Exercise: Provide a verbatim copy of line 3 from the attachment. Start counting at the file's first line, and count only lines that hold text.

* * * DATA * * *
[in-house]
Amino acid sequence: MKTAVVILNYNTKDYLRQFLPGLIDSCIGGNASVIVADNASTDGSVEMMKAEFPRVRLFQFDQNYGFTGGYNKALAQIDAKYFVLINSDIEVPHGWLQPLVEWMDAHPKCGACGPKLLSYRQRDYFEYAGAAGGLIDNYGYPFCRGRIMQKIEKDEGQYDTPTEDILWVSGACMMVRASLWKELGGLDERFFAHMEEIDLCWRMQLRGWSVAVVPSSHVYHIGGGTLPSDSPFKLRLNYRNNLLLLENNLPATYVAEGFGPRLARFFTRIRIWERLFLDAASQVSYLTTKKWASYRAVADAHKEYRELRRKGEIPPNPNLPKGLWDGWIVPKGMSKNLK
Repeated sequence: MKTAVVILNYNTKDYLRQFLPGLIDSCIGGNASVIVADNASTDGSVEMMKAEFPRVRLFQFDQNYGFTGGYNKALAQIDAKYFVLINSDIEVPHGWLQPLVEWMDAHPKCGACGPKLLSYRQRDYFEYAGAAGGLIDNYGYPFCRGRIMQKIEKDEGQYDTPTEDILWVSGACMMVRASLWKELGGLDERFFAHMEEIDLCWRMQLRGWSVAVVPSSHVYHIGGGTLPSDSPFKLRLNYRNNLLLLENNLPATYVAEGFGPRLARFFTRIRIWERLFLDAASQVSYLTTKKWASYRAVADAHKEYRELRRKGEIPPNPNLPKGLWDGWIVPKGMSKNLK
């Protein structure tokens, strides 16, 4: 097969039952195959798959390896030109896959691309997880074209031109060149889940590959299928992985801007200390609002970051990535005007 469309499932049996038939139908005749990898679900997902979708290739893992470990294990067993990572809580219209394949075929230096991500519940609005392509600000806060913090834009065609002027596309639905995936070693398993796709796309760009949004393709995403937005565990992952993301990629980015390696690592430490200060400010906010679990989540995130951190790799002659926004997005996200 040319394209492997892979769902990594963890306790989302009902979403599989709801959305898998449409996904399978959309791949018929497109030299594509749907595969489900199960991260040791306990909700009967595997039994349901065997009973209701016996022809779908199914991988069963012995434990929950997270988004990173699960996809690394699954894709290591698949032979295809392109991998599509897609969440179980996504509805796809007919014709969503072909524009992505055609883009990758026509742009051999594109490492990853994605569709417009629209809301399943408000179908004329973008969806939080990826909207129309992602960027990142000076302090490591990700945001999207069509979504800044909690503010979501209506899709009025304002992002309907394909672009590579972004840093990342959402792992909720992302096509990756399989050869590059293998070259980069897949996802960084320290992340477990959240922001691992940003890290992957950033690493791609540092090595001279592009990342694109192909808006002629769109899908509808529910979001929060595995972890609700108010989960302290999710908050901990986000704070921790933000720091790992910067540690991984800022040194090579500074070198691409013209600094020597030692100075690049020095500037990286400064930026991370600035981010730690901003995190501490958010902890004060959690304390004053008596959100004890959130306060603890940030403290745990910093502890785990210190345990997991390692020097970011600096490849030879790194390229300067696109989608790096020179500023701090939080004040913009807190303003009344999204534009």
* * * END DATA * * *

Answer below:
Repeated sequence: MKTAVVILNYNTKDYLRQFLPGLIDSCIGGNASVIVADNASTDGSVEMMKAEFPRVRLFQFDQNYGFTGGYNKALAQIDAKYFVLINSDIEVPHGWLQPLVEWMDAHPKCGACGPKLLSYRQRDYFEYAGAAGGLIDNYGYPFCRGRIMQKIEKDEGQYDTPTEDILWVSGACMMVRASLWKELGGLDERFFAHMEEIDLCWRMQLRGWSVAVVPSSHVYHIGGGTLPSDSPFKLRLNYRNNLLLLENNLPATYVAEGFGPRLARFFTRIRIWERLFLDAASQVSYLTTKKWASYRAVADAHKEYRELRRKGEIPPNPNLPKGLWDGWIVPKGMSKNLK